Maria Bartuszová: Provisional Forms
September 25, 2014 - January 4, 2015
Opening: September 25, 2014, 7 PM
Curated by: Marta Dziewańska, Gabriela Garlatyová
Maria Bartuszová (1936–1996) has been, so far, a little known Slovak sculptor, revealed to the general public in 2007 during Documenta 12 in Kassel – since then, her works have begun to appear occasionally in international exhibitions and some of them have found their way into prestigious collections of contemporary art. Bartuszová’s art has not, however, yet achieved true recognition: her works have been exhibited individually, without a broader context and with no reference to the broader dynamics of her work.
The exhibition “Maria Bartuszová: Provisional Forms” is an attempt to write a history that has never been written. Neither has it ever been conveyed in any coherent way, whereas this work is built on a dense mesh of incredibly potent and dynamic references, reversions and unexpected new departures – a record of hesitation and the search for a new language.
Originally from Prague, after graduating in 1961, Bartuszová, together with her husband, also an artist, moved to Košice, a backwater far away from the world of art. Innumerable group exhibitions, casual membership of ‘Concretists’ Club’ and a few public projects were the sum total of her official artistic life. Under such circumstances, artistic experiments would seem quite a challenge. And yet, against all odds, Bartuszová’s works exude power and the will to overcome: her oeuvre consists of some 400 works - a lasting (in spite of their extreme fragility) testimony to her extraordinary struggles and formal experiments.
The majority of the artist’s works are made in plaster – a material by nature preparatory and impermanent. For this reason alone, despite their perfect shape, her sculptures are, as it were by design, tentative, unfinished, transitory and provisional. They connote mobility and hesitation – a hypothesis rather than a conclusion. On the occasions when Bartuszová succumbed to the temptations of using bronze or aluminium, she would immediately undermine, through either form or subject matter, their material weight: softening the material, putting it in motion, altering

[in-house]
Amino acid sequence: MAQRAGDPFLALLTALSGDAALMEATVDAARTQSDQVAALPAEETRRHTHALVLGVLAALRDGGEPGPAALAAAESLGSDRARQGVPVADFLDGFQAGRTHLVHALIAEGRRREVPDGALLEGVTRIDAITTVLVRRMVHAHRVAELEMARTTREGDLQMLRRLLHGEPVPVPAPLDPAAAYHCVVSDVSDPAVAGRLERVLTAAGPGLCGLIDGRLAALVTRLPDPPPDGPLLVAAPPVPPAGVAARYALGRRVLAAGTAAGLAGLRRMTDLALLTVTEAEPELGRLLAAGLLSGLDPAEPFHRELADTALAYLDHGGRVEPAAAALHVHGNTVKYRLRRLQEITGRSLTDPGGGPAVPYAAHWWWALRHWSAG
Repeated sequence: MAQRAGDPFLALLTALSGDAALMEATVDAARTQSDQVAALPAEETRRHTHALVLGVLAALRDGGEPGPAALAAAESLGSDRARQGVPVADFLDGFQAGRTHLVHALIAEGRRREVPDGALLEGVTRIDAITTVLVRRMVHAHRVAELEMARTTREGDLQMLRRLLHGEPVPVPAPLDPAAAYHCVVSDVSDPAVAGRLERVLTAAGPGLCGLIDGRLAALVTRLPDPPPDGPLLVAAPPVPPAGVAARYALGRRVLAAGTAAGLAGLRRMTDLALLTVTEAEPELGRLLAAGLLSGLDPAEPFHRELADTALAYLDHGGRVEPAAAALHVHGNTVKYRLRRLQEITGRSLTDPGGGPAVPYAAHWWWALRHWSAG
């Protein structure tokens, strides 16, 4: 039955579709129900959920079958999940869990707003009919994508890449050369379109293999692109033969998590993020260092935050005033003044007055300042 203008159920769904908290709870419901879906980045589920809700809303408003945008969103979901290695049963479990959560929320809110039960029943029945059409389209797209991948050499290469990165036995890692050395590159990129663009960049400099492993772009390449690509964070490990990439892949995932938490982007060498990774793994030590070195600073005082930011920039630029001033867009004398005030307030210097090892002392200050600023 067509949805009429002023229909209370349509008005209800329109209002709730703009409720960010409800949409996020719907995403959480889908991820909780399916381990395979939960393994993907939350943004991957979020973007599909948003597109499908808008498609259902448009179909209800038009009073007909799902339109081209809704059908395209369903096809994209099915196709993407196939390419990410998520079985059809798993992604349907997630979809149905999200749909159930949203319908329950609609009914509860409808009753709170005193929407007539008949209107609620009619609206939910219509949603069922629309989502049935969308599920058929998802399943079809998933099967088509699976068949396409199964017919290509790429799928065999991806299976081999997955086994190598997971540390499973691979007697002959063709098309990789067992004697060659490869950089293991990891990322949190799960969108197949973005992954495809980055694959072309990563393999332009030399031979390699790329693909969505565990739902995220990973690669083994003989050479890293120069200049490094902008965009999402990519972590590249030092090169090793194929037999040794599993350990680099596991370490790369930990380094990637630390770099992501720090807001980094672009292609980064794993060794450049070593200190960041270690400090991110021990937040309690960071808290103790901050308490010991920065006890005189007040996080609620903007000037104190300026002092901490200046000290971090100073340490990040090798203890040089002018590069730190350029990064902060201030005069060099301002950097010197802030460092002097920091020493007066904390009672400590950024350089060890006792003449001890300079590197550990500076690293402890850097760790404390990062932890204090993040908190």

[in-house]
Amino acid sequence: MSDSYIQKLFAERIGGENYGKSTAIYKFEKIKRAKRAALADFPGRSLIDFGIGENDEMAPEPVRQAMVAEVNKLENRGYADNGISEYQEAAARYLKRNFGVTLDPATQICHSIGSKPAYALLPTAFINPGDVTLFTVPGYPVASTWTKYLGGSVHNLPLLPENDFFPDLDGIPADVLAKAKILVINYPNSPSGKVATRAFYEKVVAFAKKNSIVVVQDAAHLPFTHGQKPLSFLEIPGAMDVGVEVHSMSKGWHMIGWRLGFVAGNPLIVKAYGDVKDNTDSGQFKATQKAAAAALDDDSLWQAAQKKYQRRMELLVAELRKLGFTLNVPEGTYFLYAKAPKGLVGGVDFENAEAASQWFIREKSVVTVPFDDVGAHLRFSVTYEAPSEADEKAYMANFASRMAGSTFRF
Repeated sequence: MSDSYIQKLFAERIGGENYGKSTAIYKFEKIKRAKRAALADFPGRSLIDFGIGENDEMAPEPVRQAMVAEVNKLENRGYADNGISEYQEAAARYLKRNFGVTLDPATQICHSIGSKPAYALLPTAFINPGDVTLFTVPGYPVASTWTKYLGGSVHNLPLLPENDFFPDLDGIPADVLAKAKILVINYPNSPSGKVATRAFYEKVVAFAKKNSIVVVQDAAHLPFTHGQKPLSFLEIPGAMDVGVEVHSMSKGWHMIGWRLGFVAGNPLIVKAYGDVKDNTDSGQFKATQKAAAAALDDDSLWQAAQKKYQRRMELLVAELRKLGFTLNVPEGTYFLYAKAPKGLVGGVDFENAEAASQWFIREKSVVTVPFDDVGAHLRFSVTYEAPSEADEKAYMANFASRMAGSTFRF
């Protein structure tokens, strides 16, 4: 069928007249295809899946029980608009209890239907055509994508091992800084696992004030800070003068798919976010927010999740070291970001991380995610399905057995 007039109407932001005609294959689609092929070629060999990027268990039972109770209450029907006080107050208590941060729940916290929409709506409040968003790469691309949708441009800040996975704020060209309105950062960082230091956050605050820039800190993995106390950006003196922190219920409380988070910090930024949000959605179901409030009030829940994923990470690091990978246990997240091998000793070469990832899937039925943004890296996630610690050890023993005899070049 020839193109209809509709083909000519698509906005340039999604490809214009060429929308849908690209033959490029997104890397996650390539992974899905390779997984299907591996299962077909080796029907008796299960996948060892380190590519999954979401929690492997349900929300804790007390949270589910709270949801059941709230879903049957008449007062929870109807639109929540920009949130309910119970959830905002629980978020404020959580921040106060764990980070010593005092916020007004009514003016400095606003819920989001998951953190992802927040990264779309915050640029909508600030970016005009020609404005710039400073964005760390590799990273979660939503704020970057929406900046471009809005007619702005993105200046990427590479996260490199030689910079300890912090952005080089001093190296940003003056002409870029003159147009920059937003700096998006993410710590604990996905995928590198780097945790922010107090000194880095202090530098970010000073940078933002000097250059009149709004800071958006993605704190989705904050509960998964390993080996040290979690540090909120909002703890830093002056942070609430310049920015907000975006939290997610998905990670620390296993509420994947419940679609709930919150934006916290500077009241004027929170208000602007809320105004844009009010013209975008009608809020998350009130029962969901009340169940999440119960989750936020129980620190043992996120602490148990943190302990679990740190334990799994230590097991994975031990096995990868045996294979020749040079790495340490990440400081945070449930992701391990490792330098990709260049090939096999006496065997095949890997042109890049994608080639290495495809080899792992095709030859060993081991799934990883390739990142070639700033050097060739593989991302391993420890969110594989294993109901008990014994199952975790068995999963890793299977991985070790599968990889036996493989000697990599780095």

its proportions and mocking gravity. Her material of choice, however, appears to have been plaster (which was cheap) and it was plaster that was to become not only the material of her art but also – through its inherent impermanence and transitory nature – its core message.
The artist’s early works were inspired by natural processes. These sculptures don’t appear to have been created; rather, they emerge and take shape as if a result of the pressure of gravity, the weight of water or wind or due to having emerged from under melting snow. These works appear not to have been created for art galleries but, instead, in order to become part of the landscape or a natural process. She employs also multiplication of form which is not only the way to invest it with a ‘sign of life’ – as an organic flow of one form into another – but a game as well, playing „with” and „through” sculpture.
From the 1980s, her work was dominated by pure, ovoid forms, hollowed eggs and shells, whose perfect shapes were subjected to deformation – crushing, squeezing, breaking, tying and considerable squashing. This gesture of touching and imprinting transforms into gestures even more radical than squeezing: those of cutting, stabbing, piercing or tearing. And so, even though Maria Bartuszová created exclusively abstract forms – unusually sparse or even minimalistic in expression – her art sizzles not only with violence but also eroticism, the intuition of damnation and the hope of memory, a deep reflection on the origin of life.
In the final phase of her creativity (thus in the works produced since the mid-1980s) Maria Bartuszová began to employ a singular method of obtaining plaster casts by means of her signature technique, called ‘pneumatic shaping’. The cast was produced with elastic rubber balloons over which she poured concrete. The touched swaps places with the person touching, and the balloons, weighted with the quickly crumbling mass, burst under its pressure. The resulting objects – one can hardly refer to their having been ‘created’ – are the negatives of the presence of the destroyed positives. These works, that look like abandoned cocoons, traces of past presence, now-defunct shells, began from the late 1980s to fill up and overgrow Bartuszová’s studio and, later, also her garden. At the same time, the material employed continued to be plaster; exposed to the wind and rain, it would last only a brief while.
The exhibition “Maria Bartuszová: Provisional Forms” sets out to capture the tensions in the artist’s works. Rather than thematising the collection of objects, the exhibition will focus on the moment at which the artist – driven by an inner impulse – invents a new language. Working with plaster – a material which, from a sculptor’s point of view, is both primitive and common, Bartuszová experimented with it and did not hesitate to treat tradition, accepted norms and learnt techniques as merely transitory and provisional. The fact that her art happens in parallel
with the paradigm shift of the time that transformed the status quo makes this art – however peripheral, isolated and indeed forgotten – epitomise the spirit of the time and the nascent new idiom of contemporary art.
The exhibition is accompanied by an academic symposium (27 September 2015, 11am-5pm) which intends to support the interpretation of the art of Maria Bartuszová in the broader, international, context of art history. Among participants: Briony Fer (UCL, London), Anke Kempkes (Broadway 1602, NY), Martina Pachmanová (Prague), Christine Macel (Centre Pompidou, Paris), Boris Ondreicka (Bratislava) and Gabriela Garlatyová (The Town Gallery, Rimavská Sobota).